Thomas and Horford take on the bulk of the offensive responsibility but they will be lost without the defense of Crowder and Bradley. Amir Johnson and Horford need to be strong in the paint, but everything starts with Crowder and Bradley on that end. The Celtics have proven that the way they make up for shortcomings is with their defense, and that could be the most important thing for their success to start out the season. This time, they need their defense to make up for a second unit that could pull them back.

The starting unit would be dealing with this added pressure no matter what this season, but losing Kelly Olynyk till mid November and Marcus Smart for potentially a few games takes away the two most important players on the second unit. Without Evan Turner and those two, the Celtics are without their three best second unit players from a season ago, and it is unrealistic to expect such a young bench to replace their impact.

Nov 13, 2015; Boston, MA, USA; Boston Celtics guard Marcus Smart (36) and center Kelly Olynyk (41) celebrate against the Atlanta Hawks during the second half at TD Garden. Mandatory Credit: Mark L. Baer-USA TODAY Sports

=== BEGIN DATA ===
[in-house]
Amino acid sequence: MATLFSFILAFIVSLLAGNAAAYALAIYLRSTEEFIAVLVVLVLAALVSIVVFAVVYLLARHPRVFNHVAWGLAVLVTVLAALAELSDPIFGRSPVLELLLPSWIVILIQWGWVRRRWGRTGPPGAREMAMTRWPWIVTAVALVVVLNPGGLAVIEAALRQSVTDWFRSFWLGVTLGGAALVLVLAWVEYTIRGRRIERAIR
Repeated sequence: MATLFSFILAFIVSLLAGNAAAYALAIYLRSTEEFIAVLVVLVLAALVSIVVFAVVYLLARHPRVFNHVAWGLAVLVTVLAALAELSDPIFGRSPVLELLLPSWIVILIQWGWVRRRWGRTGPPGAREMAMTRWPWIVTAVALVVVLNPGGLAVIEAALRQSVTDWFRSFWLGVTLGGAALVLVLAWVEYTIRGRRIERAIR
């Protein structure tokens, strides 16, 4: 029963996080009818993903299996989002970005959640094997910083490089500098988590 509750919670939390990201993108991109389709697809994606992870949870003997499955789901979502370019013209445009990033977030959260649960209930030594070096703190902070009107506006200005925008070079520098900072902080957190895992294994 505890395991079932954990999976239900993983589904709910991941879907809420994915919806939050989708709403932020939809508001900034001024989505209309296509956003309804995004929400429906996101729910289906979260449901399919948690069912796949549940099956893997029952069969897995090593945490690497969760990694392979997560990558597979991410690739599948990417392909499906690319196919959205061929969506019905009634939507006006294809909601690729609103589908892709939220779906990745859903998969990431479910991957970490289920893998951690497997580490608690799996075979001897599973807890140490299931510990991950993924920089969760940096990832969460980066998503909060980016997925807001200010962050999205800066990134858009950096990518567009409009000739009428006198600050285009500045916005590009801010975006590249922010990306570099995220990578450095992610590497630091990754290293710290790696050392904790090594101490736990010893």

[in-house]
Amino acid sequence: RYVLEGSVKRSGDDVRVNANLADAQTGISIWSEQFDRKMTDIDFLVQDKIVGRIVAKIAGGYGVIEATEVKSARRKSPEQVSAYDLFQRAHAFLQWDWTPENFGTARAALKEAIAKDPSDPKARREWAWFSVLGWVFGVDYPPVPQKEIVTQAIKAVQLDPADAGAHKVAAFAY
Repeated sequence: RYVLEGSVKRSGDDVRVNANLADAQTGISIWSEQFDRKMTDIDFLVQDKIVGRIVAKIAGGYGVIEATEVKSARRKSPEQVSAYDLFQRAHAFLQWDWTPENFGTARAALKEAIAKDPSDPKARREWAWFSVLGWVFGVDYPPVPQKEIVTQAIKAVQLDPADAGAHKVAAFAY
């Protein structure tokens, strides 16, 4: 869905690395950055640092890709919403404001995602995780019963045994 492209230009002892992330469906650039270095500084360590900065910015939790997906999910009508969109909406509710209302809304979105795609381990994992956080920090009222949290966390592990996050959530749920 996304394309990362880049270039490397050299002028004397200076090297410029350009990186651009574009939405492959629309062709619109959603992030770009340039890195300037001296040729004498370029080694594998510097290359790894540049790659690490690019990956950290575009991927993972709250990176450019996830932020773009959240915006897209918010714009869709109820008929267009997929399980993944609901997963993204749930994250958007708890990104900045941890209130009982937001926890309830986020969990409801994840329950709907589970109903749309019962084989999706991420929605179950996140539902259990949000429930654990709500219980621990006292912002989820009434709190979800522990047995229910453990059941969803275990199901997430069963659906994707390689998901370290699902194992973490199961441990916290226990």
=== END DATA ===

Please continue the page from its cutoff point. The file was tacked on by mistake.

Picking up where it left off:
Nov 13, 2015; Boston, MA, USA; Boston Celtics guard Marcus Smart (36) and center Kelly Olynyk (41) celebrate against the Atlanta Hawks during the second half at TD Garden. Mandatory Credit: Mark L. Baer-USA TODAY Sports

The second unit will almost inevitably have a rough transition period. Terry Rozier will need to figure things out quickly and it is almost hopeless to expect the back end of the front court rotation to be set. The Celtics are young and inexperienced on the second unit and they are without their leader and, by far, their best offensive weapon and three point shooter.

The Celtics have been used to getting an advantage from that second unit. They have been one of the top scoring benches in the league, but that will not happen to start out this season. The Celtics will have to anticipate that their second unit could struggle against any team they are facing, and the starters need to make sure they are picking up all of that slack.